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Day 82 - Training Principle #3

100 days Dec 22, 2017

This is a terribly important and easily overlooked training principle - train easy-to-discriminate cues.

The classic example that I see a lot is training the walk-to-canter cue. If we adhere to this principle, our trot and canter cues must be very different so that the horse can easily tell the difference. 

Personally, I like my horses to respond to a voice cue and keep the rein, leg and seat as back-ups should I need them. I know, you can't use your voice in dressage but seriously horses have excellent hearing (dressage judges, not so much) and the pitiful amount of time most of us spend in the competitive dressage arena hardly warrants the horse having to put up with heavy pressure cues for the rest of the time.

With this in mind, I use a double cluck for trot and a 'kiss' sound for canter. I begin using these cues the moment I start training the horse - that could be in the round pen as a youngster or long-reining later on. Because the voice cues are taught from the ground, I am better able to enforce them and don't have to resort to using my leg or kicking the horse to move up a gait, I can simply wave the whip behind the horse.

Once I'm ready to ride the canter, I simply 'kiss' and the horse automatically picks up a canter. When I want to teach walk-to-canter, it is easy to do because the horse never hears the distinctive 'double cluck' for trot but has been classically conditioned to respond to the 'kiss' with a canter.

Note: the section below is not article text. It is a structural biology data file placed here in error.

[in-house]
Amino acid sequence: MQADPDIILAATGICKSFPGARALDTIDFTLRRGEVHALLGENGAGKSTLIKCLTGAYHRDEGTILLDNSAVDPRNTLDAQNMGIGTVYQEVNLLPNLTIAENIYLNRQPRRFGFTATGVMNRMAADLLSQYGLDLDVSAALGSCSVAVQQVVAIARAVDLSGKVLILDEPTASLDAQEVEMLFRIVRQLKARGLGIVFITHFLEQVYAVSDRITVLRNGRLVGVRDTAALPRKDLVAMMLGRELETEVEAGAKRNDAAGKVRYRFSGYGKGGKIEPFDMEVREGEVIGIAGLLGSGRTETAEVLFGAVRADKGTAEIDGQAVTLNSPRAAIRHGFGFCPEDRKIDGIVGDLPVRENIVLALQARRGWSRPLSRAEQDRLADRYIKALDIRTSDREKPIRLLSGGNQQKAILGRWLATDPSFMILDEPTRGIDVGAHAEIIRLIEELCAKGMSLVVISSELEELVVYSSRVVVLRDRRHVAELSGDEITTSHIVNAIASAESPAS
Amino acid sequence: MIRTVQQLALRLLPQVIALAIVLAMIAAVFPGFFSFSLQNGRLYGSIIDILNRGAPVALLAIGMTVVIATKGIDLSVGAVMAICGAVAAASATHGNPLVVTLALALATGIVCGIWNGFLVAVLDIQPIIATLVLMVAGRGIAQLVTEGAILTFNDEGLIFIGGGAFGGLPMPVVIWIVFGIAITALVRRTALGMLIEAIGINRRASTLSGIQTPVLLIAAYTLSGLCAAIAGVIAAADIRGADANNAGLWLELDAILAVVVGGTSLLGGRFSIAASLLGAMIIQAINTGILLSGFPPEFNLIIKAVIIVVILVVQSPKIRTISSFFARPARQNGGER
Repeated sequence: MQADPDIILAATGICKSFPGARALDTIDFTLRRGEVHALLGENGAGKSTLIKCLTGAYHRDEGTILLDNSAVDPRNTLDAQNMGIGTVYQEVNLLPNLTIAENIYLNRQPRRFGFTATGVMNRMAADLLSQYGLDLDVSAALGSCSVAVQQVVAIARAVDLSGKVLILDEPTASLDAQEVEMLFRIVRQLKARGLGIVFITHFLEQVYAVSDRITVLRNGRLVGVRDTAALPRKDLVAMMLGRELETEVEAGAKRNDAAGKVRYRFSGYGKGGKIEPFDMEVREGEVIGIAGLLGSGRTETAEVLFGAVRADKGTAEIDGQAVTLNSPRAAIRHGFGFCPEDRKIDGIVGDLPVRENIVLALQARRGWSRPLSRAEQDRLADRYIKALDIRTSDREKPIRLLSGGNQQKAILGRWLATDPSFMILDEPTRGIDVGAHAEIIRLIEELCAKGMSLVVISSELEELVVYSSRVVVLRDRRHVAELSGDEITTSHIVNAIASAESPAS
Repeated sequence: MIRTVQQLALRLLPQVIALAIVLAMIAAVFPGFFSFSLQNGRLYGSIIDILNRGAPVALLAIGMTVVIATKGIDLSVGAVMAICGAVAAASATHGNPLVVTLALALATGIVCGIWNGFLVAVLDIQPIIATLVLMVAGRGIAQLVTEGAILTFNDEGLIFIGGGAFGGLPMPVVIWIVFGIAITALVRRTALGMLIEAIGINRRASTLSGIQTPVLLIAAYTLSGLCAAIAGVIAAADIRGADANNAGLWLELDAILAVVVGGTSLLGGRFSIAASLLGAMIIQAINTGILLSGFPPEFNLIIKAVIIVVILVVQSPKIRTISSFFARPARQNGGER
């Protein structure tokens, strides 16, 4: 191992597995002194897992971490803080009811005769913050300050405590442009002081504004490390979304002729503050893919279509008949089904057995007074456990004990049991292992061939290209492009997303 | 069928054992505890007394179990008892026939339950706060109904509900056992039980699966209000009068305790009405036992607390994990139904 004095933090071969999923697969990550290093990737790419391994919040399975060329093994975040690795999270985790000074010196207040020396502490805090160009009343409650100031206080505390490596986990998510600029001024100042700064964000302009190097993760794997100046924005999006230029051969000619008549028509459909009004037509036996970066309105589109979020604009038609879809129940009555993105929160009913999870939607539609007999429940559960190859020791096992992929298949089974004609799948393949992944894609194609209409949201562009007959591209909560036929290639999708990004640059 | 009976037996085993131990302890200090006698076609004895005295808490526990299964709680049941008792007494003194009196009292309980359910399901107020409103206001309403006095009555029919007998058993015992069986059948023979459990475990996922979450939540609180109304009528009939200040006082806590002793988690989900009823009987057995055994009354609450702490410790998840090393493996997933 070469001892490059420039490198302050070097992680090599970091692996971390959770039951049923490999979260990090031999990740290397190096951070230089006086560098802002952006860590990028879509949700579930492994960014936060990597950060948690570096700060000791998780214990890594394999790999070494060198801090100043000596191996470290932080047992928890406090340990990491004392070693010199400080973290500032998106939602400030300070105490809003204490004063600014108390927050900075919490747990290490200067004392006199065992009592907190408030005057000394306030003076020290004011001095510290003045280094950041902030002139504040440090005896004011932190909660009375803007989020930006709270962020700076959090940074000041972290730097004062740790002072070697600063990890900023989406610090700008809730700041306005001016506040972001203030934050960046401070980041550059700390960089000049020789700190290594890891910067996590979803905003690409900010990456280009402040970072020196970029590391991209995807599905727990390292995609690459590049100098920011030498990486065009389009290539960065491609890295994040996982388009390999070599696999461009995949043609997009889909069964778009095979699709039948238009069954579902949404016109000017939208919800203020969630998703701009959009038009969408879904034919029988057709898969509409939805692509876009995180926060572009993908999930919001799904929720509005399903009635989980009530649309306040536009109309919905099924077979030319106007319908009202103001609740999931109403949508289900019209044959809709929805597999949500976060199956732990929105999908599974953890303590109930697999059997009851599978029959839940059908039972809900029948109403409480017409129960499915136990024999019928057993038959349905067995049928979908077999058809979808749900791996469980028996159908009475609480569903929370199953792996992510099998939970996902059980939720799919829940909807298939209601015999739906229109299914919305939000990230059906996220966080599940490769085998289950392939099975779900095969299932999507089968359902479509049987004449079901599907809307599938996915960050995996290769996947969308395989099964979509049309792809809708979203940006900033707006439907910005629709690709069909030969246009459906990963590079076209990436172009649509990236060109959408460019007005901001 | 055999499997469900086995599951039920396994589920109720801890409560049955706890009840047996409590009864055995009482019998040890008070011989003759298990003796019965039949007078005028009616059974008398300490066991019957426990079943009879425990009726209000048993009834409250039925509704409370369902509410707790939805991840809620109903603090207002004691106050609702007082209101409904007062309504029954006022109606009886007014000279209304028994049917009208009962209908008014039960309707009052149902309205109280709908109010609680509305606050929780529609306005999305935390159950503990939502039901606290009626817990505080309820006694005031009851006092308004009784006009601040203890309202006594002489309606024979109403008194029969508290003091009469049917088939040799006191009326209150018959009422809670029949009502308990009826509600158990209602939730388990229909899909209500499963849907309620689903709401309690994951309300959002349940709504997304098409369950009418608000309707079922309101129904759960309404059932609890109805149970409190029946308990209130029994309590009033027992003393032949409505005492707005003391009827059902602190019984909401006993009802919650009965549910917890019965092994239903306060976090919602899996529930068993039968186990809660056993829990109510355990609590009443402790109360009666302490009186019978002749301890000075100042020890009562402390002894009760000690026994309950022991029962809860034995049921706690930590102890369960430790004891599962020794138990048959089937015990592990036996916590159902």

Let's contrast this with less easy-to-distinguish cues. I often find people have trouble getting the walk-to-canter because they don't have a clear canter cue, it's more like a 'go faster' cue. The trouble is, canter is not necessarily faster and if you ask for faster you're likely to get a fast trot. In fact, the horse should respond with a fast trot because a horse in self-carriage will maintain gait until signalled to change gait so if you are trotting and ask for speed the horse is answering correctly by giving you that fast trot (which can be terribly uncomfortable!).

I often ask people, 'what's your canter cue' and they tell me 'cluck-cluck-cluck'. When I ask 'what's your trot cue' the answer is often the same. Of course, you may have a leg cue here, sliding the outside leg back is a popular cue, but personally, I prefer to give the horse the opportunity to respond off a lighter, non-pressure cue first as if you get no response from your pressure cue you can only add pressure and eventually the horse will habituate to greater amounts of pressure and become less and less responsive.

Have you ever ridden a horse that has been unresponsive to leg pressure cues? Leave me a comment below and let me know.

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